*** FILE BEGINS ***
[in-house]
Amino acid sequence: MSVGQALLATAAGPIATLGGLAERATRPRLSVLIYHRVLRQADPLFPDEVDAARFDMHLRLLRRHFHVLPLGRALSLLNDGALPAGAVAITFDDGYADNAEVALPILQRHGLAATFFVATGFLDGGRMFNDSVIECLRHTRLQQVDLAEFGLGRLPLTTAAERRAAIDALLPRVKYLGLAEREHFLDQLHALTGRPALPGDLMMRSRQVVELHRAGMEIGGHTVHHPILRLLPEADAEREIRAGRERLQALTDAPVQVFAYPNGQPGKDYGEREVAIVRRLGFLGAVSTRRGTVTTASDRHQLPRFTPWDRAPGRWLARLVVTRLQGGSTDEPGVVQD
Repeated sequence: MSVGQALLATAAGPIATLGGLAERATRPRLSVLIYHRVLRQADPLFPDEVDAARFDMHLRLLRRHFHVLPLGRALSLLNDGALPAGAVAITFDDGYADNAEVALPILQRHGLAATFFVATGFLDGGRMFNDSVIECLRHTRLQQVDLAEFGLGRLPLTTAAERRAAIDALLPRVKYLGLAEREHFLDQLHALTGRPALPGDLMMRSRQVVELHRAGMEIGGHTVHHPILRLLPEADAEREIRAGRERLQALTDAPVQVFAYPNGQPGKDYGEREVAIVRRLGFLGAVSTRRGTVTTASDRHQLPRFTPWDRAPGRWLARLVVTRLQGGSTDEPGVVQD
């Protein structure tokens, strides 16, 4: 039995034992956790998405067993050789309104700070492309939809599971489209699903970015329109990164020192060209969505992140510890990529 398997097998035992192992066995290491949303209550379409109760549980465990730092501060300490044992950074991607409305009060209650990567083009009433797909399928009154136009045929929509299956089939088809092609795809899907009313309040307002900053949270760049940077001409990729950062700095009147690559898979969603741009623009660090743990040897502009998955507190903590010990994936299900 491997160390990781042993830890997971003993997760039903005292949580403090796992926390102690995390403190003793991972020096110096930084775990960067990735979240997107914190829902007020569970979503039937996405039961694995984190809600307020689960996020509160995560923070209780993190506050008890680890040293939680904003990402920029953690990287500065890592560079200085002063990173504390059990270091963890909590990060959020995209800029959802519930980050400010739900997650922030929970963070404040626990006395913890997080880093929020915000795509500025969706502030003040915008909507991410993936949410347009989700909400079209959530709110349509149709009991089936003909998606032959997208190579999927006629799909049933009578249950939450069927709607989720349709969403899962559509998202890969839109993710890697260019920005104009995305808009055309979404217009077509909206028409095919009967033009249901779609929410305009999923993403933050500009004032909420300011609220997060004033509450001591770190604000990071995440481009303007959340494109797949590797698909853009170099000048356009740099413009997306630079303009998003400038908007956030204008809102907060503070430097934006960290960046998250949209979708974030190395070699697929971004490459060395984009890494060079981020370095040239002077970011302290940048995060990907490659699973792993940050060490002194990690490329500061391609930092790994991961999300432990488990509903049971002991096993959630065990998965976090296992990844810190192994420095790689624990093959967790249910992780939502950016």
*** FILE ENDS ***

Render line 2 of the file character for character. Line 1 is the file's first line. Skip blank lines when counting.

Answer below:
Amino acid sequence: MSVGQALLATAAGPIATLGGLAERATRPRLSVLIYHRVLRQADPLFPDEVDAARFDMHLRLLRRHFHVLPLGRALSLLNDGALPAGAVAITFDDGYADNAEVALPILQRHGLAATFFVATGFLDGGRMFNDSVIECLRHTRLQQVDLAEFGLGRLPLTTAAERRAAIDALLPRVKYLGLAEREHFLDQLHALTGRPALPGDLMMRSRQVVELHRAGMEIGGHTVHHPILRLLPEADAEREIRAGRERLQALTDAPVQVFAYPNGQPGKDYGEREVAIVRRLGFLGAVSTRRGTVTTASDRHQLPRFTPWDRAPGRWLARLVVTRLQGGSTDEPGVVQD